Thomas has put his Powerpoint presentation online at  http://www.dna-fingerprint.com/static/FTDNA-Conference-2012-WalkThroughY.pdf

The next session by Dr. Tyrone Bowes was “Pinpointing a Geographical Location Using Reoccurring Surnames Matches.”  For those of us without a genetic homeland, this is powerful medicine.  Dr. Bowes has done us the huge favor of creating a website to tell us exactly how to do this.  http://www.irishorigenes.com/

He uses surnames, clan maps, matches, history and census records to reveal surname clusters.  One tidbit he mentioned is that if you don’t know the family ethnicity, look at the 1911 census records and their religion will often tell you.  Hmm, never thought of that, especially since our American ancestors left the homeland long ago.  But those remaining in the homeland are very unlikely to change, at least not in masse.  I’m glad he gave this presentation, or I would never have found his webpage and I can’t wait to apply these tools to some of my sticky-wickets.

This ended Saturday’s sessions, but at the end of every day, written questions are submitted for that day’s presenters or for Family Tree DNA.

Bennett indicated that another 3000 or 4000 SNPs will be added to the Family Finder calculations and a new version based on reference samples from multiple sources will be released in January.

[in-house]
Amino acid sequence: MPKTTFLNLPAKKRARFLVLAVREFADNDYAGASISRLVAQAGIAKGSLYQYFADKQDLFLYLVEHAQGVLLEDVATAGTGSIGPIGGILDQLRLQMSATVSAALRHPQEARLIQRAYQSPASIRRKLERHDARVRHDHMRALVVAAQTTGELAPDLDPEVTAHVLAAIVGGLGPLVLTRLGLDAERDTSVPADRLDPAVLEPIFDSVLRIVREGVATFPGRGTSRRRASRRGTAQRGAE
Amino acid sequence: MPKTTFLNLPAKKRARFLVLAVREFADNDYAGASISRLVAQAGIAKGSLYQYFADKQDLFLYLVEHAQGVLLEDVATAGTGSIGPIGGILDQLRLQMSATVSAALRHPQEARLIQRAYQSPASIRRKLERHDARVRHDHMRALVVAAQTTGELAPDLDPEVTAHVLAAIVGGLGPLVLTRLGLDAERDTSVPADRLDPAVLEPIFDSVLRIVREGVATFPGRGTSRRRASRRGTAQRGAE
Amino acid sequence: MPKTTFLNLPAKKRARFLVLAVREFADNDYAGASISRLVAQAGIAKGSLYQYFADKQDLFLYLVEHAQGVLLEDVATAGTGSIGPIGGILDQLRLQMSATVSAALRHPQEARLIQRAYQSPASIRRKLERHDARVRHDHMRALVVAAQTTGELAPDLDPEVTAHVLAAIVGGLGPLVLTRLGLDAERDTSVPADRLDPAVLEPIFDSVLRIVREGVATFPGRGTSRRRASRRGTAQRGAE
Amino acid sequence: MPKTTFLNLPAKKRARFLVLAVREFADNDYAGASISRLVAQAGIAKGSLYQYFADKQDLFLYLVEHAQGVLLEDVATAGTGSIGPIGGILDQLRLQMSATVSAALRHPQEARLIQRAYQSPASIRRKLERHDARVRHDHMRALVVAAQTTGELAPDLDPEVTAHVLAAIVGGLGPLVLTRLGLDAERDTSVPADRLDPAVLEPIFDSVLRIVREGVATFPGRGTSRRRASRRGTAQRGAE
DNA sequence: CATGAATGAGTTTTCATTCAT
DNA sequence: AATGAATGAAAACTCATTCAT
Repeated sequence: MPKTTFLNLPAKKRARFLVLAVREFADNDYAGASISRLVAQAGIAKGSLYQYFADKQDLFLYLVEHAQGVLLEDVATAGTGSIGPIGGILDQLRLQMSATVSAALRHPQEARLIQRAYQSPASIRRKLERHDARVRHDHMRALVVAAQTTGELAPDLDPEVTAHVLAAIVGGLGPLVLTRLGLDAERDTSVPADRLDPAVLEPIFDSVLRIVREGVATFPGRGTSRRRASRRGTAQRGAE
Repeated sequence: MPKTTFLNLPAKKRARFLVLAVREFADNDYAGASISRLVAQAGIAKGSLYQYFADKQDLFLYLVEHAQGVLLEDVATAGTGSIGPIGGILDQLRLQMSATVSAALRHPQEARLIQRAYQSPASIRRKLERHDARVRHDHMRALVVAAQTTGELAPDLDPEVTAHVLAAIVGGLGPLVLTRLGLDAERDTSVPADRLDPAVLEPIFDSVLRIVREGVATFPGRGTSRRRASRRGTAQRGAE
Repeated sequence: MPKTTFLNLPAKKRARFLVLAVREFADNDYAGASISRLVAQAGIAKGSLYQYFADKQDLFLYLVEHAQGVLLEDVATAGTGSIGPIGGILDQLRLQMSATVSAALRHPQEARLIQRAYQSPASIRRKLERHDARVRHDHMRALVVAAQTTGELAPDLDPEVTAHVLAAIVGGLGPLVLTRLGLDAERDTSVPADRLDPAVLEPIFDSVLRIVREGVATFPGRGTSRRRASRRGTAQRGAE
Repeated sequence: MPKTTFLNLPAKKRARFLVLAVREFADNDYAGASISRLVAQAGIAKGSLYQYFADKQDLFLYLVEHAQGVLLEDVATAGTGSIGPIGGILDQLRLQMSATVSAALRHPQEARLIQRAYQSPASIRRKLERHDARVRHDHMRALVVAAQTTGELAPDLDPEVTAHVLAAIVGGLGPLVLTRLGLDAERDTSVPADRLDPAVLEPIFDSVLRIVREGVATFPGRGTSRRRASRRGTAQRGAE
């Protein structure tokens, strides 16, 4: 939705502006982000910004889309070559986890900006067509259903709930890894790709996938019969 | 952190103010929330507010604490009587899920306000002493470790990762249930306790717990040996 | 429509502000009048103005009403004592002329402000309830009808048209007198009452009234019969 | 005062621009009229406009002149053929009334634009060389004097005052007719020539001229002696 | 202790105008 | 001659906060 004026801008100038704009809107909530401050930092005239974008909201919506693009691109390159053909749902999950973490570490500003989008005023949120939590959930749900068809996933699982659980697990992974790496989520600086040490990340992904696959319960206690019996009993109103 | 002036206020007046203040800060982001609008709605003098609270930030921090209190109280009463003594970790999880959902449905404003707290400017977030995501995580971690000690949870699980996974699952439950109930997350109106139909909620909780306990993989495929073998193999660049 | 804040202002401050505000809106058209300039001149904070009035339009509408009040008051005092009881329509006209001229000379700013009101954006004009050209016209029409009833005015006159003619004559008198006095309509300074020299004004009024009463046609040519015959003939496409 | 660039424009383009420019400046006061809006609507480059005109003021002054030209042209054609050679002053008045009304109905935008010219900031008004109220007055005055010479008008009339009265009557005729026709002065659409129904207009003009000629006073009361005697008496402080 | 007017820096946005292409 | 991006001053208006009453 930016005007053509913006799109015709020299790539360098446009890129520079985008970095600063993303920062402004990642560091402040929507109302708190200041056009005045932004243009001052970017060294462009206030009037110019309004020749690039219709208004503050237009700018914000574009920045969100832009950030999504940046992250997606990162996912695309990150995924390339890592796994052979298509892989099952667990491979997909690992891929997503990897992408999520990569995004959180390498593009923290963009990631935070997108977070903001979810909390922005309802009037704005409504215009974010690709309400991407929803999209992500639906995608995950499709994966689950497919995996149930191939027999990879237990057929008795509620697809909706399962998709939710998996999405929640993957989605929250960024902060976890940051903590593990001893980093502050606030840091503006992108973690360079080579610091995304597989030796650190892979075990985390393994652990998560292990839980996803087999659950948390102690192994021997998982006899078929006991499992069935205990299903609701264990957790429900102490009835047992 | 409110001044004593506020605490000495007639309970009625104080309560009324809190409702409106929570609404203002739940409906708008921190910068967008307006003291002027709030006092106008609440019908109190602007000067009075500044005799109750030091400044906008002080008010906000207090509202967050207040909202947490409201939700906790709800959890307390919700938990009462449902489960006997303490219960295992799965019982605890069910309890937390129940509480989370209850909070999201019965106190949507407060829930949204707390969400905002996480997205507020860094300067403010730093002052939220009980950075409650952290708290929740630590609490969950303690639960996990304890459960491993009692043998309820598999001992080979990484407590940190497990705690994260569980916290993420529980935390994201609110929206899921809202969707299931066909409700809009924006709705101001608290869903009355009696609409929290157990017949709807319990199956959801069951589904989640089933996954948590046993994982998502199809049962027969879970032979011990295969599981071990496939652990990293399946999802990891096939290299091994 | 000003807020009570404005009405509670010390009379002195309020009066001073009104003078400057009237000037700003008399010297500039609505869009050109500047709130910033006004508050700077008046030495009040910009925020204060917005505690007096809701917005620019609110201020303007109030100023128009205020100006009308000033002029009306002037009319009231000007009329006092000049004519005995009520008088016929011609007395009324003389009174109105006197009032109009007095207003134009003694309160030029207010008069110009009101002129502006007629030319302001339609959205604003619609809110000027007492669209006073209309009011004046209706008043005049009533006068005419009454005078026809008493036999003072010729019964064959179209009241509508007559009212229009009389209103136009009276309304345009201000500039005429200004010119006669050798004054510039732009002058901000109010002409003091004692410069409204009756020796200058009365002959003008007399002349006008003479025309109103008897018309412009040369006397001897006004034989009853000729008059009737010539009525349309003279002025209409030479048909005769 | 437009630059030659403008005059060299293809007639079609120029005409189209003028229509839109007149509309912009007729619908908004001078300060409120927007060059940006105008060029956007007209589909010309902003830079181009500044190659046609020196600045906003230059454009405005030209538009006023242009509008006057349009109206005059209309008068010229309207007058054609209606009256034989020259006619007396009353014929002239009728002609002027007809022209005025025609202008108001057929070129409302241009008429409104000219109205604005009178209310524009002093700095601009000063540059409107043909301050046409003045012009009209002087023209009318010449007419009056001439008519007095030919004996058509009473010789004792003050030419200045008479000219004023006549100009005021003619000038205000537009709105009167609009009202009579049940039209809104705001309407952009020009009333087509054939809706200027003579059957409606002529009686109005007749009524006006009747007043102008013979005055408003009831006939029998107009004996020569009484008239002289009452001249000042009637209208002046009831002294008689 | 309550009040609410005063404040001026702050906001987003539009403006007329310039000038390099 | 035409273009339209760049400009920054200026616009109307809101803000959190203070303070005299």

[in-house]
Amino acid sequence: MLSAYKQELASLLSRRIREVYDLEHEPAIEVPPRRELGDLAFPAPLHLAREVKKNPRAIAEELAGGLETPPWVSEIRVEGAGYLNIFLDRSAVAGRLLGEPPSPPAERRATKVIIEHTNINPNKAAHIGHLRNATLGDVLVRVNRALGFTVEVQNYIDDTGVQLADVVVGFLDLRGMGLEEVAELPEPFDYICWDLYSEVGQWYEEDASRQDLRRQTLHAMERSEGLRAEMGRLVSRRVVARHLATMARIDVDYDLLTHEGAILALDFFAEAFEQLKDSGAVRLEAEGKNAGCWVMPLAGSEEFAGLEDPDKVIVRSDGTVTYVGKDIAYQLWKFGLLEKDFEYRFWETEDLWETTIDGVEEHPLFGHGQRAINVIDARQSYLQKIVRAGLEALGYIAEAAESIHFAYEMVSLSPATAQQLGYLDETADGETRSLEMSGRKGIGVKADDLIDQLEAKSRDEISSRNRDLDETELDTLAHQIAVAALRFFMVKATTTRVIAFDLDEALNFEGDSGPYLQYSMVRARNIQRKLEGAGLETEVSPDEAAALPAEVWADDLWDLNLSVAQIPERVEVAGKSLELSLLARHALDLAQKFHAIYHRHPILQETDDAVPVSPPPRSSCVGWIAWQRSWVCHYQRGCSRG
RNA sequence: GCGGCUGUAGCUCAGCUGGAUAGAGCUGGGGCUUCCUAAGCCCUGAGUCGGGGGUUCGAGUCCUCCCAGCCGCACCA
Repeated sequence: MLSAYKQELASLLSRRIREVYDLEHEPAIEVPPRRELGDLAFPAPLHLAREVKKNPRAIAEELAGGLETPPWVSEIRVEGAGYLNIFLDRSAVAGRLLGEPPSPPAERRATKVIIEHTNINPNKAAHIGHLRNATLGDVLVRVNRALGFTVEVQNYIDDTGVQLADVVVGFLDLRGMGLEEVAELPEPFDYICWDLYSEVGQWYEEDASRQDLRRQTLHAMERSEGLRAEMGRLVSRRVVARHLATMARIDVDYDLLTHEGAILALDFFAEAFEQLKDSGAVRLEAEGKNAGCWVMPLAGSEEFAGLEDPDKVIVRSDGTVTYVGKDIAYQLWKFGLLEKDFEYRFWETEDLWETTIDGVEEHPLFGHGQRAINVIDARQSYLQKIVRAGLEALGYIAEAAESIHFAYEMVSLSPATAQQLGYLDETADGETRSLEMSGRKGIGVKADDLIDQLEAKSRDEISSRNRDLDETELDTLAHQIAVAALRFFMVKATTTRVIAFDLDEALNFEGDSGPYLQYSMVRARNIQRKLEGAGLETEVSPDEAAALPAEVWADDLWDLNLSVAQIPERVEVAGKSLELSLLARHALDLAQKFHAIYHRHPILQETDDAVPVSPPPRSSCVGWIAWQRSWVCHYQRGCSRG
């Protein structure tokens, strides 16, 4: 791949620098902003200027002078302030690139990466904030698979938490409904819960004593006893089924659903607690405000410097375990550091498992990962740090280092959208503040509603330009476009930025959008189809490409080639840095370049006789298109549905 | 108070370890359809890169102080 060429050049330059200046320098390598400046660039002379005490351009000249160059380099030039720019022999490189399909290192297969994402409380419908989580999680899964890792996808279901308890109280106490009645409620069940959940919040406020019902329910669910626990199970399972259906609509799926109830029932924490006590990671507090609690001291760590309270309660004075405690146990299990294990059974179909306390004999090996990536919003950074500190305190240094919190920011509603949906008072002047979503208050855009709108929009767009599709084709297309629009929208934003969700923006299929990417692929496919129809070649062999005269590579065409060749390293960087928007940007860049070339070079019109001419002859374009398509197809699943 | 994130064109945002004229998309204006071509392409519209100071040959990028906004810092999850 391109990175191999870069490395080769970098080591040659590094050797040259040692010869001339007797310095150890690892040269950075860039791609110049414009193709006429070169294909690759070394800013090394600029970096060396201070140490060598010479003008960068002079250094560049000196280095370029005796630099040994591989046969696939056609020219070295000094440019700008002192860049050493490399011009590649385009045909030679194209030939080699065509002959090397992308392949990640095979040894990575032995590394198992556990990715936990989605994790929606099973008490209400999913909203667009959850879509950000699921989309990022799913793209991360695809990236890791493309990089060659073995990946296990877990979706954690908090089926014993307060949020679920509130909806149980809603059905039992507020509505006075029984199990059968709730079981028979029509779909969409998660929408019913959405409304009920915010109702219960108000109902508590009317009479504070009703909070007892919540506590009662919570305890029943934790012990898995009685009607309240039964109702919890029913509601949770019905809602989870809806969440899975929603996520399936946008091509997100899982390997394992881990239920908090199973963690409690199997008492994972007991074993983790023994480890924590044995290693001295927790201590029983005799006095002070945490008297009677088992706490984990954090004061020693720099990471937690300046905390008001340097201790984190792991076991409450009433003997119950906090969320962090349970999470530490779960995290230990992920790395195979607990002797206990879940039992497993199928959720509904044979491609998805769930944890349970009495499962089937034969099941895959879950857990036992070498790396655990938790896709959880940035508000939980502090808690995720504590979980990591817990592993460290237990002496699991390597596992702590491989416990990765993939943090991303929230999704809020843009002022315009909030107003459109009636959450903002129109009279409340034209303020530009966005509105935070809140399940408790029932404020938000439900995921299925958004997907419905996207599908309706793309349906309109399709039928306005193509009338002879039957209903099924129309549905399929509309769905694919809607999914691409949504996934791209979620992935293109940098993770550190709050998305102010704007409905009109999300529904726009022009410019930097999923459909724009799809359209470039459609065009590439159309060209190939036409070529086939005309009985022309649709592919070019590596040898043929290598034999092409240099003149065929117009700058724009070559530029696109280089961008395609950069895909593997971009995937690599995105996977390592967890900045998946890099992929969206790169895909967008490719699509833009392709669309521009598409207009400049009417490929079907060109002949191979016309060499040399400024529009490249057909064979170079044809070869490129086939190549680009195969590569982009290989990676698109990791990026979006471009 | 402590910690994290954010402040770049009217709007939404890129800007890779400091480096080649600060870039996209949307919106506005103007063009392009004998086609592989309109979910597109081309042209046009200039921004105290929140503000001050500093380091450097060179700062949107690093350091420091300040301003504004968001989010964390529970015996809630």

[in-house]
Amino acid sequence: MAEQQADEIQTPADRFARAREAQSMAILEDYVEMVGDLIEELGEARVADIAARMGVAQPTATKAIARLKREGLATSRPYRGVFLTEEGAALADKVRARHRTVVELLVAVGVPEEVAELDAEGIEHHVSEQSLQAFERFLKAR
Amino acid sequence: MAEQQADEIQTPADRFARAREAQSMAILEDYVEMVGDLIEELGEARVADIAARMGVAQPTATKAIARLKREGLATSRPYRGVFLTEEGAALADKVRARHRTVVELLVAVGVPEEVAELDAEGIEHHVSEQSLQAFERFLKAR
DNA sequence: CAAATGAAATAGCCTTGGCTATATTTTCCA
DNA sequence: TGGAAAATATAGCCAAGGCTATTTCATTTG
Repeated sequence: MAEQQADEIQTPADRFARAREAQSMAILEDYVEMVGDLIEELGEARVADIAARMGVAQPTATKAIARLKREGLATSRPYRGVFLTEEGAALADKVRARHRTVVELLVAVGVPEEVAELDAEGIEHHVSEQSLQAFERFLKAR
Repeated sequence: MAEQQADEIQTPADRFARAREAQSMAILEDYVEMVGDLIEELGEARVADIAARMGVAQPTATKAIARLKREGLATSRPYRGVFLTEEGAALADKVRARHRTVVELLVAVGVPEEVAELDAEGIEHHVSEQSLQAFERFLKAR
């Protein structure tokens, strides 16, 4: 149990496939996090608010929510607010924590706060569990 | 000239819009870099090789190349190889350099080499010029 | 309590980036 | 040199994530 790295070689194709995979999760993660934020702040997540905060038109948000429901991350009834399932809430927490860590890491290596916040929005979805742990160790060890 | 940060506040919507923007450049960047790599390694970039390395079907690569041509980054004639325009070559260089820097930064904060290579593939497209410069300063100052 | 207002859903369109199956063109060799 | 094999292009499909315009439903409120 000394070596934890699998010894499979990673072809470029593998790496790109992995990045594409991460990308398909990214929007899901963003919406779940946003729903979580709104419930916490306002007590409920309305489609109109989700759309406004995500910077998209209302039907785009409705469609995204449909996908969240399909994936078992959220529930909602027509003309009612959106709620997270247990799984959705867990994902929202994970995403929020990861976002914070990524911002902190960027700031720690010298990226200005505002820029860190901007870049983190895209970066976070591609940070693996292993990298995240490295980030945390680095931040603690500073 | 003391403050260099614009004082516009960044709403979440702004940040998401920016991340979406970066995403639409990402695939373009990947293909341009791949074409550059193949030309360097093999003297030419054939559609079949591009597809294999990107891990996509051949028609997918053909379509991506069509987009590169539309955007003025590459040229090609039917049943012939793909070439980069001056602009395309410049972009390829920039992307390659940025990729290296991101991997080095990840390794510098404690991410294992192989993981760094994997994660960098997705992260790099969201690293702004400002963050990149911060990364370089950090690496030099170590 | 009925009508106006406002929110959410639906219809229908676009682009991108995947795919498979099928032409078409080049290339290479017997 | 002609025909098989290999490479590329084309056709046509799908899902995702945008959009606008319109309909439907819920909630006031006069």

Bennett also said that if and when Ancestry does provide the raw downloadable data to their clients, they will provide a tool to upload so that you can compare 23andMe and Ancestry both with your Family Finder matches.

Saturday evening is the ISOGG reception, also called the ISOGG party.  Everyone contributes for the room and food, and a jolly good time is had by all.  There is just nothing to compare with face to face communications.

For me, and for a newly found cousin, this was an amazing event.  A person named Z. B. Stroud left me a message that she was looking for me.  When I found her, along with her friend and cousin Revis, she tells me that she matches me autosomally, at 23andMe, and that she had sent me a sharing request that I had ignored.  I am very bad about that, because unless someone says they are related, I presume they aren’t and I don’t like to clutter up my list with non-related people.  It makes comparisons difficult.  My bad.  In fact, I’m going right now to approve that sharing request!!!

I will blog about this in the future, but without spilling too many beans….we had a wonderful impromptu family reunion.  We think our common ancestor is from the Halifax and Pittsylvania County region of Virginia, but of course, it will take some work to figure this out.